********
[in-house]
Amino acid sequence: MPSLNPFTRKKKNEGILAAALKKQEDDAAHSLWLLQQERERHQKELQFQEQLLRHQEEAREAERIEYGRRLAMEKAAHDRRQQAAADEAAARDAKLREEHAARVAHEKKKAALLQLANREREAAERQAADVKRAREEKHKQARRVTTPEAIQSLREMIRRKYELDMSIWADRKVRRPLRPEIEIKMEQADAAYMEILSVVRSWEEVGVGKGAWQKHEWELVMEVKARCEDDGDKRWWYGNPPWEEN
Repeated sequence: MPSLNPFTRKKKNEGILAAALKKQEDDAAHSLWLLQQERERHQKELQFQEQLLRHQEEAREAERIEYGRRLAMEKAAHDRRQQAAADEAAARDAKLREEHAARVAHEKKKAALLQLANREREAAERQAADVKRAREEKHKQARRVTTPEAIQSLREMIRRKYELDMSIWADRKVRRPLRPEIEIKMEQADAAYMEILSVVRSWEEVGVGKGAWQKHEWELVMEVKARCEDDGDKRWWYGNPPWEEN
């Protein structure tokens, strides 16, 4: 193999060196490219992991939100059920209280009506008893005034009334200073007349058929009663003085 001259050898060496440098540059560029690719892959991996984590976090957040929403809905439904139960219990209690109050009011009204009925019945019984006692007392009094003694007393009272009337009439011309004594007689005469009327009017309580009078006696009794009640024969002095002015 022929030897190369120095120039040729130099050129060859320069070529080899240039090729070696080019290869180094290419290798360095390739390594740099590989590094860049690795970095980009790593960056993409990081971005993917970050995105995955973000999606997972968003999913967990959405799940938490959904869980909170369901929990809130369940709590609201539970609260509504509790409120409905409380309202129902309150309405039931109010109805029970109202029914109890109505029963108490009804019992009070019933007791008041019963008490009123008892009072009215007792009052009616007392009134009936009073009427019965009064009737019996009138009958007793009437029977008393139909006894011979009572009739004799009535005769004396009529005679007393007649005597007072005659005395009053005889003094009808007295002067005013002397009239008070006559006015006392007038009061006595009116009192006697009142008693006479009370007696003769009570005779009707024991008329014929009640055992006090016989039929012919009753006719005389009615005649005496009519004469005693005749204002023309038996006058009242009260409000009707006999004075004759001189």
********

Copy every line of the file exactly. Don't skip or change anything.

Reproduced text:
[in-house]
Amino acid sequence: MPSLNPFTRKKKNEGILAAALKKQEDDAAHSLWLLQQERERHQKELQFQEQLLRHQEEAREAERIEYGRRLAMEKAAHDRRQQAAADEAAARDAKLREEHAARVAHEKKKAALLQLANREREAAERQAADVKRAREEKHKQARRVTTPEAIQSLREMIRRKYELDMSIWADRKVRRPLRPEIEIKMEQADAAYMEILSVVRSWEEVGVGKGAWQKHEWELVMEVKARCEDDGDKRWWYGNPPWEEN
Repeated sequence: MPSLNPFTRKKKNEGILAAALKKQEDDAAHSLWLLQQERERHQKELQFQEQLLRHQEEAREAERIEYGRRLAMEKAAHDRRQQAAADEAAARDAKLREEHAARVAHEKKKAALLQLANREREAAERQAADVKRAREEKHKQARRVTTPEAIQSLREMIRRKYELDMSIWADRKVRRPLRPEIEIKMEQADAAYMEILSVVRSWEEVGVGKGAWQKHEWELVMEVKARCEDDGDKRWWYGNPPWEEN
């Protein structure tokens, strides 16, 4: 193999060196490219992991939100059920209280009506008893005034009334200073007349058929009663003085 001259050898060496440098540059560029690719892959991996984590976090957040929403809905439904139960219990209690109050009011009204009925019945019984006692007392009094003694007393009272009337009439011309004594007689005469009327009017309580009078006696009794009640024969002095002015 022929030897190369120095120039040729130099050129060859320069070529080899240039090729070696080019290869180094290419290798360095390739390594740099590989590094860049690795970095980009790593960056993409990081971005993917970050995105995955973000999606997972968003999913967990959405799940938490959904869980909170369901929990809130369940709590609201539970609260509504509790409120409905409380309202129902309150309405039931109010109805029970109202029914109890109505029963108490009804019992009070019933007791008041019963008490009123008892009072009215007792009052009616007392009134009936009073009427019965009064009737019996009138009958007793009437029977008393139909006894011979009572009739004799009535005769004396009529005679007393007649005597007072005659005395009053005889003094009808007295002067005013002397009239008070006559006015006392007038009061006595009116009192006697009142008693006479009370007696003769009570005779009707024991008329014929009640055992006090016989039929012919009753006719005389009615005649005496009519004469005693005749204002023309038996006058009242009260409000009707006999004075004759001189």